– Why do you keep coming back to the Himalaya? What draws you to them?
The Himalayas are overwhelming on the senses. Their sheer magnitude and natural beauty leaves an ever lasting imprint on you. The innocence and hospitality of the people in the mountains is a heartwarming experience. The mountain tribes which live (survive) in harmony with nature like our ancestors have been living for hundreds of thousands of years before materialism and comfort drew us to cities where we sold our souls to money. Self sufficient and sustainable living with food, clothing, housing and basic needs. The more remote inhospitable regions (due to extreme weather and lack of vegetation at high altitudes) where you can experience a deep sense of inner peacefulness in a completely desolate landscape far away from human presence. The overwhelming magnitude of the landscape which makes you feel very tiny. The ability to run and fast-hike for thousands of kilometers through stunning natural beauty and live for months in an environment which is so pristine and naturally pure, free from pollution. Experiencing the life of a nomad traveling across a wide variety of unique landscapes, waking up in a beautiful new place each day is the opposite of the daily routine which is a mental killer. The constant thrill of surviving unexpected challenges in the extreme terrain and weather at higher altitudes makes life many fold more intense. Traveling through the highly eroded desolate landscape of Zanskar and Ladakh with its unearthly gradients and rock formations is like time traveling to another planet. The first time you go to the Himalayas you lose your heart.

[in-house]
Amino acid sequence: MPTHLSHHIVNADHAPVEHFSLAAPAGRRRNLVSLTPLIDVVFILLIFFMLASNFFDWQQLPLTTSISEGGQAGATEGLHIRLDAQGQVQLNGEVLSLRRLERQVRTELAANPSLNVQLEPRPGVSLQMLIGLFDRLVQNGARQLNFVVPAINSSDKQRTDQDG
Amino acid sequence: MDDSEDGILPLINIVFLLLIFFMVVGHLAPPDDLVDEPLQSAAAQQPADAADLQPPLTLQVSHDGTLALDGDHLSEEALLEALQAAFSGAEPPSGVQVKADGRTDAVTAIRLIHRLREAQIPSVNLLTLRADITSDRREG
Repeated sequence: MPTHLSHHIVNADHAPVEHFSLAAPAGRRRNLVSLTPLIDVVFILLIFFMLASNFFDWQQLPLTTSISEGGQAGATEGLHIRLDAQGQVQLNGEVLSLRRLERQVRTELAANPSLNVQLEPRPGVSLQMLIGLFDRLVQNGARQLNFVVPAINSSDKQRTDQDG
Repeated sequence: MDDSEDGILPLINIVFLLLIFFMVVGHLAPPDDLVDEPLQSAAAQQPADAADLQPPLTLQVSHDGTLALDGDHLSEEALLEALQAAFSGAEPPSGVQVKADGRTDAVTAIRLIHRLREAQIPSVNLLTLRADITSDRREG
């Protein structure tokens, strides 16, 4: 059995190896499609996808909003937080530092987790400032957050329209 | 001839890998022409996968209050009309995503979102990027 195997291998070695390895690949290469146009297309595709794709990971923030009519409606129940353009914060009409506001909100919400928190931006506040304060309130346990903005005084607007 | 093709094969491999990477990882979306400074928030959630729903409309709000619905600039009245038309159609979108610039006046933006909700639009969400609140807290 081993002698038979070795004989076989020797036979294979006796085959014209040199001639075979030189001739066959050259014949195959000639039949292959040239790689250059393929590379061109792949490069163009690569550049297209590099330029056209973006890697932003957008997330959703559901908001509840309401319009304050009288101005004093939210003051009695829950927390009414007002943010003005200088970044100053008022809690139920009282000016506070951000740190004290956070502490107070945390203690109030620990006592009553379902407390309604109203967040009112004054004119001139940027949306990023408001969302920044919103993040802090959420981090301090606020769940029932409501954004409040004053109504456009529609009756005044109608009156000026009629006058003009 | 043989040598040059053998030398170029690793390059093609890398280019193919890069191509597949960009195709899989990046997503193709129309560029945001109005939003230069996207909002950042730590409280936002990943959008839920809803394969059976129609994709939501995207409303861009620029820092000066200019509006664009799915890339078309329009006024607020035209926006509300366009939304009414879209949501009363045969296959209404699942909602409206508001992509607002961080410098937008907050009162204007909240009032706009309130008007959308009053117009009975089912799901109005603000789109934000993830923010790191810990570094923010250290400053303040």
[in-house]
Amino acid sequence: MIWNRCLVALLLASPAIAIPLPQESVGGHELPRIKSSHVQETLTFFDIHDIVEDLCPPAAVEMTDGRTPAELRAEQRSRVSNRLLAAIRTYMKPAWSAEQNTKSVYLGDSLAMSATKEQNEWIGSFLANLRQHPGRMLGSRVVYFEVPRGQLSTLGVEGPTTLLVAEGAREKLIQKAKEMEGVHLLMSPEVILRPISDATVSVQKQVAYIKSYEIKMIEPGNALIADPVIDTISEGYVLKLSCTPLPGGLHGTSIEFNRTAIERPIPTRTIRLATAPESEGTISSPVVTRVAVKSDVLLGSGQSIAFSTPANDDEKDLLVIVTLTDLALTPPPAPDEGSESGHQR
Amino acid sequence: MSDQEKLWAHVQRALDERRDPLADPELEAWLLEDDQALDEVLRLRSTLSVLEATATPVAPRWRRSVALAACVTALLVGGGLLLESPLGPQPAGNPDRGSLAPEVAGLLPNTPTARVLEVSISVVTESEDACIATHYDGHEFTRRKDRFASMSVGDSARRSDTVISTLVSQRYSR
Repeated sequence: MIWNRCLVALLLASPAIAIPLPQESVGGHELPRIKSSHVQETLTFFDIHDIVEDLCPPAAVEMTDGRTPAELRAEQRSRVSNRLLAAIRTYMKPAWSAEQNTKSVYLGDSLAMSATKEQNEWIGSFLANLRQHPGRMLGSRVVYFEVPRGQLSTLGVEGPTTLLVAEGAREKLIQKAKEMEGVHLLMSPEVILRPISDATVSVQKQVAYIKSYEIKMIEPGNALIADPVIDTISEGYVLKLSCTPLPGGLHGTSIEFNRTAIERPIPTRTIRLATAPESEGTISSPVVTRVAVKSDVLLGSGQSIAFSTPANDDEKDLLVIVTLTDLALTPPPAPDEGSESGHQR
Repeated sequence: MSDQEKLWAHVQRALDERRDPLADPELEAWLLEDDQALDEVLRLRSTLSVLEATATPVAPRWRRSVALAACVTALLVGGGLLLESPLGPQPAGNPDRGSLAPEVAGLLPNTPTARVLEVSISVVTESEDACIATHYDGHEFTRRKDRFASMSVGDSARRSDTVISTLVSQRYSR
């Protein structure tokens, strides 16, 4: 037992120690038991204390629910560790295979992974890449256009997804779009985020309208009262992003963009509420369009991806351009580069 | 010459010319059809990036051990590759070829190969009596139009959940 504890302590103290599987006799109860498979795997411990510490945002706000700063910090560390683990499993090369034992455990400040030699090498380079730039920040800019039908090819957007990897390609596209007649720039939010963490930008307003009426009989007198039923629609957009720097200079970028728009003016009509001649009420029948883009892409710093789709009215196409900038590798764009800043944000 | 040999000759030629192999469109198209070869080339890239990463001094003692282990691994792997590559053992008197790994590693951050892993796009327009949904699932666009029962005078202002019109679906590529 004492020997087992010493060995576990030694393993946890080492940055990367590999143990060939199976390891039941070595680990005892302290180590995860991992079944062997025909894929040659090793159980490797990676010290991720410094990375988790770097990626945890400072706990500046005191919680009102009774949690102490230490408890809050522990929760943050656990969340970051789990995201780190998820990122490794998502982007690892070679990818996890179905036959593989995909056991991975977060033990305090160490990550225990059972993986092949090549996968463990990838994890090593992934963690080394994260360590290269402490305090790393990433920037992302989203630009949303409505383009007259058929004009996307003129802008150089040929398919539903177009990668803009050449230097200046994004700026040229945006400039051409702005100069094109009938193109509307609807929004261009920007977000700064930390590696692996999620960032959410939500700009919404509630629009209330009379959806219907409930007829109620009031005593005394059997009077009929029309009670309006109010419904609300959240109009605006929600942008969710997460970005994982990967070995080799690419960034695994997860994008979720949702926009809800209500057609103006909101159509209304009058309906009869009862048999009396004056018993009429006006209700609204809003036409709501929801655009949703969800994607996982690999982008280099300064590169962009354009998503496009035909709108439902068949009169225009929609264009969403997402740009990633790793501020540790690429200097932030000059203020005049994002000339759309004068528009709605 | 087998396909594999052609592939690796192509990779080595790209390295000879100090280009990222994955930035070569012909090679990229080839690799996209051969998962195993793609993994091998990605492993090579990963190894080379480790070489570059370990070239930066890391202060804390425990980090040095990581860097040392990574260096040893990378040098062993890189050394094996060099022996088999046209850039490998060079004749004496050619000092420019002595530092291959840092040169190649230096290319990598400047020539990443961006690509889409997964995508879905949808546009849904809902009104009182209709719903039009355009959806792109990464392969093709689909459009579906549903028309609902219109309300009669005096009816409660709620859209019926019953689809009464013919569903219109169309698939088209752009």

– What is the most important thing you learnt from previous expeditions in the Himalaya?
We are living on a beautiful but extremely fragile planet. Seeing the birth of glacial streams that drastically shape the landscape and planet below. Watching the birth of beautiful ecosystems full of green and live as you descend from barren terrain into hospitable lower altitudes. Experiencing fast changing and extreme (inhospitable) weather near the high passes. Walking through pristine forests in the valleys which provide for human kind and larger animals. Seeing colorful flowers bloom from beneath the winter ice as it melts after nearly 8 months. Discovering a small hidden oasis of green and life in a barren high altitude landscape with the right presence of water. Seeing entire nomadic villages and their life stock move up and down along with the seasons. We are living in a small corner of an infinite universe where the constants of physics are magically tuned to give birth to an ecosystem in which life can thrive. The slightest changes in weather, climate have enormous impact which is first experienced in the higher barren altitudes. Our non sustainable living in past decades in the cities in the plains has drastic changes on the fragile high altitude terrain. Many picturesque, once-thriving farming settlements are now abandoned ruins as their lifelines have dried up and as a new generation has migrated to cities erasing our beautiful past heritage and sustainable existence.